Firm-size distribution and cross-country income differences

  • 0.52 MB
  • 6209 Downloads
  • English
by
National Bureau of Economic Research , Cambridge, MA
StatementLaura Alfaro, Andrew Charlton, Fabio Kanczuk.
SeriesNBER working paper series -- working paper 14060, Working paper series (National Bureau of Economic Research : Online) -- working paper no. 14060.
ContributionsCharlton, Andrew., Kanczuk, Fabio, 1969-, National Bureau of Economic Research.
Classifications
LC ClassificationsHB1
The Physical Object
FormatElectronic resource
ID Numbers
Open LibraryOL17088125M
LC Control Number2008610890

Details Firm-size distribution and cross-country income differences FB2

Particular sources of inefficiency, such as credit market imperfections, macroeconomic volatility, defective bankruptcy procedures, or a malfunctioning regulatory environment, drive country-to-country differences in firm size distribution.

Misallocation of resources is a crucial determinant of income dispersion. Firm-Size Distribution and Cross-Country Income Differences Laura Alfaro, Andrew Charlton, and Fabio Kanczuk NBER Working Paper No.

JuneRevised August JEL No. O1 ABSTRACT We investigate, using firm level data for 79 developed and developing countries, whether differencesCited by: Firm-Size Distribution and Cross-Country Income Differences Laura Alfaro Andrew Charlton Fabio Kanczuk Harvard Business School London School of Economics Universidade de São Paulo April Abstract We investigate, using a unique firm level dataset of nearly 20 million firms in 80 countries.

Alfaro, Laura, Andrew Charlton, and Fabio Kanczuk. “Firm-Size Distribution and Cross-Country Income Differences”. CiteSeerX - Document Details (Isaac Councill, Lee Giles, Pradeep Teregowda): We investigate, using firm level data for 79 developed Firm-size distribution and cross-country income differences book developing countries, whether differences in the allocation of resources across heterogeneous plants are a significant determinant of cross-country differences in income per worker.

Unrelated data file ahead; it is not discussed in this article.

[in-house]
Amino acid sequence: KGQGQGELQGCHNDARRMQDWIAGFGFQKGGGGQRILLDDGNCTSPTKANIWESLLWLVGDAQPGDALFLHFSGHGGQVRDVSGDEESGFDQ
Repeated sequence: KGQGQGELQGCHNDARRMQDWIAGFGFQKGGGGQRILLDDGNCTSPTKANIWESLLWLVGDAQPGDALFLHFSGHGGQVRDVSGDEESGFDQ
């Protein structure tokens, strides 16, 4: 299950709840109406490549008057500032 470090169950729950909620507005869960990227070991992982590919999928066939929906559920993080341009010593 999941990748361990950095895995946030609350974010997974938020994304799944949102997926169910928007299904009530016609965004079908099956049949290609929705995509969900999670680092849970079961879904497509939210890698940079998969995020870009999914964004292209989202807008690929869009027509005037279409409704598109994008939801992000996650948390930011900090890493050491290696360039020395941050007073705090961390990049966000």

For this purpose, we use a standard version of the neoclassical growth model. Accounting for Cross-Country Income Di⁄erences: Ten Years Later Francesco Caselli May 1 Introduction My survey of development accounting is often cited as motivation for studies at-tempting to explain cross-country di⁄erences in the e¢ ciency.

distribution are strongly associated with income per capita: the entrepreneurship rate and the fraction of small firms fall with per capita income across countries, while average firm employment, the median and higher percentiles of the firm size distribution, and the dispersion and skewness of employment all rise with per capita income.

Laura Alfaro & Andrew Charlton & Fabio Kanczuk, "Plant-Size Distribution and Cross-Country Income Differences," NBER Chapters, in: NBER International Seminar on MacroeconomicspagesNational Bureau of Economic Research, Firm-size distribution and cross-country income differences book.

cantly overstates cross-country variation in dispersion. I conclude that both SCET and SDDs are important determinants of differences in firm size distributions, and outline some directions for future work.

Related L iterature.—Several studies have documented aspects of the firm size distribution across countries. FRED data can help us evaluate whether this convergence hypothesis holds over time. We take the U.S. as our “benchmark” high-income country and analyze whether other countries are catching up with it.

The graph above shows real GDP per capita in low- and middle-income countries as a ratio to real GDP per capita in the U.S. We would like to show you a description here but the site won’t allow more. Plant-Size Distribution and Cross-Country Income Differences. Laura Alfaro, Andrew Charlton, and Fabio Kanczuk Regional difference-in-differences in France using the German annexation of Alsace-Moselle in Matthieu Chemin and Etienne Wasmer.

Before proceeding, it is useful to check that these results are consistent with the slightly different data used in previous studies. Using the Hall and Jones data set success 1 is (vs.

with ours), and success 2 isas with ours. As is evident, the different decade, country coverage, and methodology in assembling the PWT does not lead to important changes in this basic finding.

9: Accounting for Cross-Country Income Differences 1. Introduction This chapter is about development accounting. It is widely known, and will be found again to be true here, that cross-country differences in income per worker are enormous.

Development accounting uses cross-country data on output and inputs, at one point in. Plant-Size Distribution and Cross-Country Income Differences. Laura Alfaro, Andrew Charlton ISBN Book: NBER International Seminar on Macroeconomics Book organizers: Jeffrey Frankel & Christopher Pissarides.

PUBLISHER Plant-Size Distribution and Cross-Country Income Differences. June - Working. Empirical documentation of the sectoral distribution of firm size for a set of European countries reveals substantial differences. We study the relationship between productivity growth at the industry level and size structure.